Credit Information

A Credit Card gives financial flexibility to the consumers. It helps to purchase something without having to pay for it immediately. The credit card issuing company makes the payment on behalf of the customer but the customer in turn remains liable to pay the outstanding amount to the company within a definite period of time which may vary (from 20 to 55 days) depending upon the credit card type and the issuing company. If the customer fails to write-off the outstanding payable amount (full or partial) due to the company within the specified time-frame then the company would charge a monthly interest rate on the amount outstanding. The interest free period of payment is known as the Grace Period. Rate of Interest charged by the credit card issuing company may vary from scheme-to-scheme and from company-to-company

Types of Credit

Credit is a powerful tool that comes in several forms. It allows you to buy now with the promise of paying later. By understanding how each works, you’ll learn to manage credit successfully and use it to your advantage.

Loans let you borrow money that must be repaid with interest. You can obtain a loan for a specific purpose, such as financing a new car, paying college tuition and buying or renovating a home. You can get a debt consolidation loan, which combines all current debts from various creditors into a single reduced-interest payment plan. You can also get a credit limit linked to your checking account that gives you bounce-proof protection in case you write a check for an amount that exceeds your account balance.

Loans are generally divided into two types: secured and unsecured.

  • Secured loans are guaranteed by collateral, which is an item of equal or greater value than the amount
    of the loan, such as a car, home or cash deposit.
  • Unsecured loans do not require collateral and are made based on your credit score and ability to repay.


Installment loans are made for a fixed amount at the time of your application and approval. This type of loan is repaid in fixed monthly payments over a specific period of time. The interest charges are included in the payments. Auto loans and mortgages are examples of installment loans.

Credit cards are perhaps the most common type of personal credit. Unlike installment loans, credit cards allow repeated transactions up to a maximum credit limit, also known as your available credit limit. Each time you charge something, you are borrowing the money until you pay it back. If you decide to pay the money back over time, the credit card company adds interest charges to your account. Each month, you will pay a calculated amount until the borrowed amount is repaid.


How Much Credit Can You Afford?

The first step to using credit wisely is figuring out how much credit you can afford to take on. Take a long, hard look at your current and future financial situation before taking on any new debt. You can do this by determining your debt-to-income ratio, which looks at how much you owe each month compared to how much you earn.

Debt-to-income ratio
Your debt-to-income ratio usually gives a clear picture of your financial well-being. To calculate it, add up your fixed monthly expenses, such as rent, mortgage or credit card payments (you do not have to include expenses like utilities or groceries). Then divide the total by your monthly take-home pay (net pay after tax deductions).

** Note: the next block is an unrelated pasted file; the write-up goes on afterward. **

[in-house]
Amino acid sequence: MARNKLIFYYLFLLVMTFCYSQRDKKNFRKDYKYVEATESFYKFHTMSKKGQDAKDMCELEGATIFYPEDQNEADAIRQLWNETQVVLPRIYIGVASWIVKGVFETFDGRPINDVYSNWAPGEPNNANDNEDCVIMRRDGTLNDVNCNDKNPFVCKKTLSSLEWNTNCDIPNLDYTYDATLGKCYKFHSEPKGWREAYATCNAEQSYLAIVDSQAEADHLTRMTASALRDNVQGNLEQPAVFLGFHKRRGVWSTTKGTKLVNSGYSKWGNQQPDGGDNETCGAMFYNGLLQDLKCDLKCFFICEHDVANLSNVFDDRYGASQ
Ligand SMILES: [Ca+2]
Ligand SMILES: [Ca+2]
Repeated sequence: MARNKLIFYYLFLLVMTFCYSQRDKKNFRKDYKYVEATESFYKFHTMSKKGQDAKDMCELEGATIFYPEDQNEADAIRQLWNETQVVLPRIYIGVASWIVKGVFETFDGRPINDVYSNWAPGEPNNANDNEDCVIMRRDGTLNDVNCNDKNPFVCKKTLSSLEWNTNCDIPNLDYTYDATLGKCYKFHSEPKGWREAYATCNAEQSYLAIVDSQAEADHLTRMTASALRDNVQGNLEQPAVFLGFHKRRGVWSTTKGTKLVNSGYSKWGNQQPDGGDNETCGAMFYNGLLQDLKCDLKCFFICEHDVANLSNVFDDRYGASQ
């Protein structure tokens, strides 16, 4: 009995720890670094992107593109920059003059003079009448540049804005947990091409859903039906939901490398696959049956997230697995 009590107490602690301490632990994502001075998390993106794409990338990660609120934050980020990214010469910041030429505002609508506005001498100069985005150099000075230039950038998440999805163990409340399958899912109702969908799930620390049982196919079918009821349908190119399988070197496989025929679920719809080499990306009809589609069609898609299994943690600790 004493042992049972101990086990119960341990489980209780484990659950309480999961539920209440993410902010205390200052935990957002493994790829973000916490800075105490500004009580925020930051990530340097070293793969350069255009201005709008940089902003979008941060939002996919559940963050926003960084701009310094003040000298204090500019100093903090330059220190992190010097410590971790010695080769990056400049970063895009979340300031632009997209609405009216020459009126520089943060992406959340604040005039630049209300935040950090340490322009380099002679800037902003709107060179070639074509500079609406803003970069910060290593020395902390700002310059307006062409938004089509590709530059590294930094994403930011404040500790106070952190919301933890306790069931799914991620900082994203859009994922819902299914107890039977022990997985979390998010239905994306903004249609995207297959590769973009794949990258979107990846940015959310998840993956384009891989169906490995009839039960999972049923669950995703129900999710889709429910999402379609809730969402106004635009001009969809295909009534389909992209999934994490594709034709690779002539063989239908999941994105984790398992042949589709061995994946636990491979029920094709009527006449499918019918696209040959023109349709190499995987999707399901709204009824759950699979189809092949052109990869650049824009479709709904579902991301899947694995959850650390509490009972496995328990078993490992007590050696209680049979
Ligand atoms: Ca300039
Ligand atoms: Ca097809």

Monthly debt repayment $800


Monthly take-home pay $2,000
Debt ratio 40%

As a general rule of thumb, your debt-to-income ratio should not be higher than 28%. Anything above this could mean being denied credit or paying a higher interest rate on your loan. Your ratio gives lenders a good indication of how much additional credit you will be able to handle.


Applying for Credit

Creditors look at several key indicators when you apply for credit. You have considerable control over these factors based on how you manage your credit, so it’s important to always keep them in mind.

The 3 Cs of good credit
Client History–How responsible you are about paying bills on time.
Capacity–Your ability to pay back a loan based on your income and financial position.
Collateral–Security for the lender in case you don’t pay back the loan. A house, for example, would be used to collateralize a mortgage.

Positively changing your “3 Cs” will help improve your credit standing. The first two Cs are extremely important in developing your credit score or credit rating.

10 Tips for Good Credit

After you’ve decided on the type of credit you need and how much you can afford, follow these steps for maintaining a good credit history.

  1. Shop around for the best credit terms.
  2. Understand the terms of the agreement before you accept a loan or credit card.
  3. Save money each payday for emergencies.
  4. Set a monthly limit for charges and stick to it.
  5. Shop as carefully with credit as you do with cash.
  6. Don’t take on monthly credit payments unless you’re certain you can meet them.
  7. Pay bills promptly and in full to keep interest charges low.
  8. If you charge day-to-day expenses, pay them in full each month.
  9. Keep credit card information (including the phone number of the issuer) in a safe place in case your cards are lost or stolen.

Keep copies of your sales slips and compare the charges when bills arrive. If there’s a mistake, call your
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